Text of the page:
"[Illuminated Leaf]", Anon.
Subject: Medieval Manuscripts
Period: 1300 (circa)
Color: Hand Color
4.1 x 5.5 inches
10.4 x 14 cm
Book of Hours were prayer books designed for the laity, but modeled on the Divine Office, a cycle of daily devotions, prayers and readings, performed by members of religious orders and the clergy. Its central text is the Hours of the Virgin. There are eight hours (times for prayer ): Matins, Lauds. Prime, Terce, Sext, None, Vespers and Compline. During the Middle Ages, the leaves making up a Book of Hours were written by hand on expensive parchment and beautifully illuminated with jewel-like pigments and gold leaf. These illuminated manuscripts combined the collaborative efforts of an array of highly skilled craftspeople; requiring the joint labors of the parchmenter, professional scribes to write the text in Gothic script, artists to illuminate the pages with decorations, and masterful binders to complete the process.
This vellum leaf is from an early Breviary written in northern France or Flanders. The text is written in a single column (21 lines) in a clear Gothic book hand in black and red ink. There are four large initials in red and blue ink, with a decorative border extending into the margins. The text translates in part as:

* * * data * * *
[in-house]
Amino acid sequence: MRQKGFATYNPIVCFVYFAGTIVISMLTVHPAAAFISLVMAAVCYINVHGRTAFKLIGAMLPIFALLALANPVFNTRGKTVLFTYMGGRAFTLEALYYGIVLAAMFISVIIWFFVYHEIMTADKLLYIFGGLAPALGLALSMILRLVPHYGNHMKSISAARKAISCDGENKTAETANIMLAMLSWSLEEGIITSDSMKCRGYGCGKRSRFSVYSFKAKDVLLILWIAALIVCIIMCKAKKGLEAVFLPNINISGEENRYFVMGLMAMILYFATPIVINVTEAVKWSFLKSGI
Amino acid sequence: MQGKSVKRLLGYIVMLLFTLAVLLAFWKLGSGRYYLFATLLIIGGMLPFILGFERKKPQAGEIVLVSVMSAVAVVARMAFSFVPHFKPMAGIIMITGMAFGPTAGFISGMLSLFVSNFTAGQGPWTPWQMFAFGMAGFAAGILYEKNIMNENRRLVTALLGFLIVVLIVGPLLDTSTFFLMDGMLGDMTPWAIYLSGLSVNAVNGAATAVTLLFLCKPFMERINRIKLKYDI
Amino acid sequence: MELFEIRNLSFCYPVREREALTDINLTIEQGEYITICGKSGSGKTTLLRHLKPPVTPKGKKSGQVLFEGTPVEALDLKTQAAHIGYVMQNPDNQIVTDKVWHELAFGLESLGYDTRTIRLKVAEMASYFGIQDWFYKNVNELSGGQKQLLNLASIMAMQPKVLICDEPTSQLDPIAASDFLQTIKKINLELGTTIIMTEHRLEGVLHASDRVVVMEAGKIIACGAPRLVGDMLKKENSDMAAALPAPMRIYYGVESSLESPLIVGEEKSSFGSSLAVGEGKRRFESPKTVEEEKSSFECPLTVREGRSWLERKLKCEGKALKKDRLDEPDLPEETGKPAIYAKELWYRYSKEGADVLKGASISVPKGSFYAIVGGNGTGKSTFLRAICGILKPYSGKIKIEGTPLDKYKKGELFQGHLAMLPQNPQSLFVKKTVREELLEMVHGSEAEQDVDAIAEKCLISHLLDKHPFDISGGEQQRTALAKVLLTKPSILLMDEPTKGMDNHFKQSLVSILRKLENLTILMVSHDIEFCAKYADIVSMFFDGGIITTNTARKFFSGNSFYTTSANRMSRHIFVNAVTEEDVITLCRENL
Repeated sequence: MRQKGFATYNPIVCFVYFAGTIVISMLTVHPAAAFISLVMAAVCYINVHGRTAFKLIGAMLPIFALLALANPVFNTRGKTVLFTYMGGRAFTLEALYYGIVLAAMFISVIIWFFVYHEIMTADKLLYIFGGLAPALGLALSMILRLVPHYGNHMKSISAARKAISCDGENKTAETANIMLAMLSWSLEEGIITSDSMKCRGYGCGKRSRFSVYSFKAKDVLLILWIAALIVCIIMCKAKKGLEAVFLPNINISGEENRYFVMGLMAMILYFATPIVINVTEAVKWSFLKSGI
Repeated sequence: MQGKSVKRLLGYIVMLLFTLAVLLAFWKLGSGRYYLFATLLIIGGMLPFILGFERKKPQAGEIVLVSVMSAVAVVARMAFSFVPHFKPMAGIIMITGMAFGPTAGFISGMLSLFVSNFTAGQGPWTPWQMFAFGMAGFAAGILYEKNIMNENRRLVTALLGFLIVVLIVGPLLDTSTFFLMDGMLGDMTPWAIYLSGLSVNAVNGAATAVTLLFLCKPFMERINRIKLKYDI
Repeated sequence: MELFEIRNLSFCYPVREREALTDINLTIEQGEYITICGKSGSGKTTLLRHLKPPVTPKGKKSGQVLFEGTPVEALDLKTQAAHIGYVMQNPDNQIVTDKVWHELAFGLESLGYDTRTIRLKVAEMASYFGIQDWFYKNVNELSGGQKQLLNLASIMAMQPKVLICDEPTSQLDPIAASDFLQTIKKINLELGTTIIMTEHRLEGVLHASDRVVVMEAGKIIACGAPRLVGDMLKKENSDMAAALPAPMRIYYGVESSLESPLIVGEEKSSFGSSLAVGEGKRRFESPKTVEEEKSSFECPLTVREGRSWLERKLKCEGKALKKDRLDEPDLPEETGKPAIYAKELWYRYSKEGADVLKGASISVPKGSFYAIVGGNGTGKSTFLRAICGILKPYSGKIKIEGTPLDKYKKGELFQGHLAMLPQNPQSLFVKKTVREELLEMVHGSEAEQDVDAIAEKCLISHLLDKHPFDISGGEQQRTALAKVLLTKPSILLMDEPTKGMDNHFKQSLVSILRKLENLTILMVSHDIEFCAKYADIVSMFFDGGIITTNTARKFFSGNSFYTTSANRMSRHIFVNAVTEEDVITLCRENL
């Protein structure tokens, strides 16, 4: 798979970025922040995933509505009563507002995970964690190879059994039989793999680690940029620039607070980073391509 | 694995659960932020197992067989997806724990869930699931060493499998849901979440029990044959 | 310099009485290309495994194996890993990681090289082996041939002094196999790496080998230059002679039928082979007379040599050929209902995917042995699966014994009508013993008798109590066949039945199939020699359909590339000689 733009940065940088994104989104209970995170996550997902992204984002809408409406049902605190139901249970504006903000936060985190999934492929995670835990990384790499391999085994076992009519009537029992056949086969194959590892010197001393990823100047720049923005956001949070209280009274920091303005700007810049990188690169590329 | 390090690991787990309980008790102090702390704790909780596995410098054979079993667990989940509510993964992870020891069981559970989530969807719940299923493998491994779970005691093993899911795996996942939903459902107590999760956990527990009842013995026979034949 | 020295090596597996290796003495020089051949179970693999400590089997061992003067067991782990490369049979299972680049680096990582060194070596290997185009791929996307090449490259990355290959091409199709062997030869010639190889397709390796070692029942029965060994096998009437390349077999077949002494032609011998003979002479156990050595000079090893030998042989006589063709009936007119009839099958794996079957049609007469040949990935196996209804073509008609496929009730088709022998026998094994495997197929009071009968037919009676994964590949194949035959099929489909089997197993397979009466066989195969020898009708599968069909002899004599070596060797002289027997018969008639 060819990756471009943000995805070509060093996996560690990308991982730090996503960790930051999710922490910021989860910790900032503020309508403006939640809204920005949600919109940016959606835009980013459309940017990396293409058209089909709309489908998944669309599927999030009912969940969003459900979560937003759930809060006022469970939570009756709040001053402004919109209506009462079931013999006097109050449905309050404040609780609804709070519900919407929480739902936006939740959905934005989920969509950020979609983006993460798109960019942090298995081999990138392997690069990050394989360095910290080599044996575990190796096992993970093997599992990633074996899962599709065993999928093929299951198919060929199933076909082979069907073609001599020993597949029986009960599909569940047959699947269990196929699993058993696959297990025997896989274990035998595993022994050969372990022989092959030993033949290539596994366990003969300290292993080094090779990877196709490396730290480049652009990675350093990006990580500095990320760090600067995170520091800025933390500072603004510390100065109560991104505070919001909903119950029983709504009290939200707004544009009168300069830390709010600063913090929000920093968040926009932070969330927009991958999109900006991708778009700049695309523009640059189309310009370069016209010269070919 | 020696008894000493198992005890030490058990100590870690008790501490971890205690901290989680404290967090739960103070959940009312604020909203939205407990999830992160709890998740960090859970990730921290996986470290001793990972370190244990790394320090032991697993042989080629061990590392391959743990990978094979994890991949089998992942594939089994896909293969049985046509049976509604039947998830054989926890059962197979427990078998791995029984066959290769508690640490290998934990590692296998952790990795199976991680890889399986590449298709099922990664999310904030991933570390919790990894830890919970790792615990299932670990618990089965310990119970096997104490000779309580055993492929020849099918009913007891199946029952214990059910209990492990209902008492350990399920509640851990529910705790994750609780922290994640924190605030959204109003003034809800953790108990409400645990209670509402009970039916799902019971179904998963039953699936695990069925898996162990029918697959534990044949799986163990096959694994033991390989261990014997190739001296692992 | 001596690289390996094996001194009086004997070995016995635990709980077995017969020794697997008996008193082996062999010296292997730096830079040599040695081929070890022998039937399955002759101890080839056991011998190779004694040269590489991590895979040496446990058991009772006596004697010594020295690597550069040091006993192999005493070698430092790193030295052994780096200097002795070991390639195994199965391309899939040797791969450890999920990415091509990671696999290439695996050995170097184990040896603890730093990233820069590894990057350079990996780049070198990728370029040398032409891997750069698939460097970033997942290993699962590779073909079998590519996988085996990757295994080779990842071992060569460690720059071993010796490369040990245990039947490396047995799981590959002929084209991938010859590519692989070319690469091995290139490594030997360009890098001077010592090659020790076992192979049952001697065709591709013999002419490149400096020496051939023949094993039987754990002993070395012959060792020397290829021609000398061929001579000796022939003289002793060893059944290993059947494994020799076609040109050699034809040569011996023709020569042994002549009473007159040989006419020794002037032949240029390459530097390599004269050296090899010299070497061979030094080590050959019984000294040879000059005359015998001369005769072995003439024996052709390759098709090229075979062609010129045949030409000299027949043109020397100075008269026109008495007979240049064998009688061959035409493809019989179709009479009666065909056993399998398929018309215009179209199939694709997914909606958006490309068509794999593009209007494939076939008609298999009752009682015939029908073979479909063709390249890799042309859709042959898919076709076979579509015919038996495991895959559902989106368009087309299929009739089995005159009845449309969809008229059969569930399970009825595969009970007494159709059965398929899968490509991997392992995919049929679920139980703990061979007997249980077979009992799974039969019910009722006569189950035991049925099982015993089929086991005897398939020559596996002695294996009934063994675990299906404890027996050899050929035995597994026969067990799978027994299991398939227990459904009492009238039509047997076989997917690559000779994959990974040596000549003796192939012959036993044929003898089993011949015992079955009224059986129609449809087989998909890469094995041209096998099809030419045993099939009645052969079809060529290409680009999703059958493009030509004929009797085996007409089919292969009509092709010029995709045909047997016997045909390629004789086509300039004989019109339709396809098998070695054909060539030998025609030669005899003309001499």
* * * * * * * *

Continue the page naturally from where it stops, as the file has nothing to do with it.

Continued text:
For though they are not worthy to receive for whom we ask, yet we shall be repaid for our good intention. Therefore he did not say simply: "If you ask the Father for anything in my name, he will give it, but with an addition." Which is to say: even if they do not deserve to receive what they ask for, yet you will be rewarded for the affection of charity, as the Psalmist says: "And my prayer will be turned into my bosom."
Sometimes the saints ask for holy things, but because their request is not fulfilled in the present, it remains to be fulfilled in the future, just as the universal Church asks God every day in prayer, saying: "Let your kingdom come." That branch, even if it does not come immediately to the end of the prayer, yet after the universal judgment the creditor will without doubt come.
There is light toning and soiling, as well as numerous small holes caused by the oxidation of the black ink.